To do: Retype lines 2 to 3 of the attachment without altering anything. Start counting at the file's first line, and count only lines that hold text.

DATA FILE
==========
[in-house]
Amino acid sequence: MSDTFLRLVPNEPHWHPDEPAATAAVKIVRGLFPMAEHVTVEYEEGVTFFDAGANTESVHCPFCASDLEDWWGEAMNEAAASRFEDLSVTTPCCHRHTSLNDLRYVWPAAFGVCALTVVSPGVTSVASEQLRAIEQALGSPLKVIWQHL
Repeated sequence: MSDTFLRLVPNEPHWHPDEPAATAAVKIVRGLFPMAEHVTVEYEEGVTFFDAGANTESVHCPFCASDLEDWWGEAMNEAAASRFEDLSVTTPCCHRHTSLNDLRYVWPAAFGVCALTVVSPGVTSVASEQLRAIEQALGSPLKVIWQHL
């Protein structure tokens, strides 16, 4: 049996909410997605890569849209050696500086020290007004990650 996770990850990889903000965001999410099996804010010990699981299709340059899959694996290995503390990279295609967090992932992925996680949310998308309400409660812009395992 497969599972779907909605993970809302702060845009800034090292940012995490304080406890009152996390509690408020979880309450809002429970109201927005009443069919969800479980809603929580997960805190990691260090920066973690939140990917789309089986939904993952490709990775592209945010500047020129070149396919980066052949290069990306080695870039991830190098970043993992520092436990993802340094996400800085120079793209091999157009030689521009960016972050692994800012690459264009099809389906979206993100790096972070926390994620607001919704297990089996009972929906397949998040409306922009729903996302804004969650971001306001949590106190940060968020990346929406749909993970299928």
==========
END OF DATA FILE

Amino acid sequence: MSDTFLRLVPNEPHWHPDEPAATAAVKIVRGLFPMAEHVTVEYEEGVTFFDAGANTESVHCPFCASDLEDWWGEAMNEAAASRFEDLSVTTPCCHRHTSLNDLRYVWPAAFGVCALTVVSPGVTSVASEQLRAIEQALGSPLKVIWQHL
Repeated sequence: MSDTFLRLVPNEPHWHPDEPAATAAVKIVRGLFPMAEHVTVEYEEGVTFFDAGANTESVHCPFCASDLEDWWGEAMNEAAASRFEDLSVTTPCCHRHTSLNDLRYVWPAAFGVCALTVVSPGVTSVASEQLRAIEQALGSPLKVIWQHL